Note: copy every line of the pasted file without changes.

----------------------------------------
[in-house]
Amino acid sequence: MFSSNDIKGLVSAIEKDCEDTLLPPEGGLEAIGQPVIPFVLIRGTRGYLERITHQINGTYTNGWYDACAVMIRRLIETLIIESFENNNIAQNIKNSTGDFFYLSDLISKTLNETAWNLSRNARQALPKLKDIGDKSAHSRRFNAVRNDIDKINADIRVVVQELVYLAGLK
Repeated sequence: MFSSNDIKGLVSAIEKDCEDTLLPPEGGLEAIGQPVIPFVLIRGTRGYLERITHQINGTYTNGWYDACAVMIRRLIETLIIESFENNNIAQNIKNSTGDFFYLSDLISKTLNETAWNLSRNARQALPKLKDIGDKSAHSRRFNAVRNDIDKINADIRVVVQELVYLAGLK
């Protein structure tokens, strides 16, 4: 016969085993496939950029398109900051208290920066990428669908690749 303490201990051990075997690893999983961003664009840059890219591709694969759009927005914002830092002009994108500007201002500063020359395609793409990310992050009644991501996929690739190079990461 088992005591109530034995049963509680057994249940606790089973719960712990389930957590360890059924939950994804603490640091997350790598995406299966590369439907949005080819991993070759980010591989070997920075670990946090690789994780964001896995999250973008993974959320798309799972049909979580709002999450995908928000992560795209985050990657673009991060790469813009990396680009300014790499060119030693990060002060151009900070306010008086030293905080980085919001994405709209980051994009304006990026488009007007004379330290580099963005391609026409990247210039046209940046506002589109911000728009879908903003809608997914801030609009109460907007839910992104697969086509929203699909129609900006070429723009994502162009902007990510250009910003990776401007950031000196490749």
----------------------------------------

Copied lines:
[in-house]
Amino acid sequence: MFSSNDIKGLVSAIEKDCEDTLLPPEGGLEAIGQPVIPFVLIRGTRGYLERITHQINGTYTNGWYDACAVMIRRLIETLIIESFENNNIAQNIKNSTGDFFYLSDLISKTLNETAWNLSRNARQALPKLKDIGDKSAHSRRFNAVRNDIDKINADIRVVVQELVYLAGLK
Repeated sequence: MFSSNDIKGLVSAIEKDCEDTLLPPEGGLEAIGQPVIPFVLIRGTRGYLERITHQINGTYTNGWYDACAVMIRRLIETLIIESFENNNIAQNIKNSTGDFFYLSDLISKTLNETAWNLSRNARQALPKLKDIGDKSAHSRRFNAVRNDIDKINADIRVVVQELVYLAGLK
């Protein structure tokens, strides 16, 4: 016969085993496939950029398109900051208290920066990428669908690749 303490201990051990075997690893999983961003664009840059890219591709694969759009927005914002830092002009994108500007201002500063020359395609793409990310992050009644991501996929690739190079990461 088992005591109530034995049963509680057994249940606790089973719960712990389930957590360890059924939950994804603490640091997350790598995406299966590369439907949005080819991993070759980010591989070997920075670990946090690789994780964001896995999250973008993974959320798309799972049909979580709002999450995908928000992560795209985050990657673009991060790469813009990396680009300014790499060119030693990060002060151009900070306010008086030293905080980085919001994405709209980051994009304006990026488009007007004379330290580099963005391609026409990247210039046209940046506002589109911000728009879908903003809608997914801030609009109460907007839910992104697969086509929203699909129609900006070429723009994502162009902007990510250009910003990776401007950031000196490749």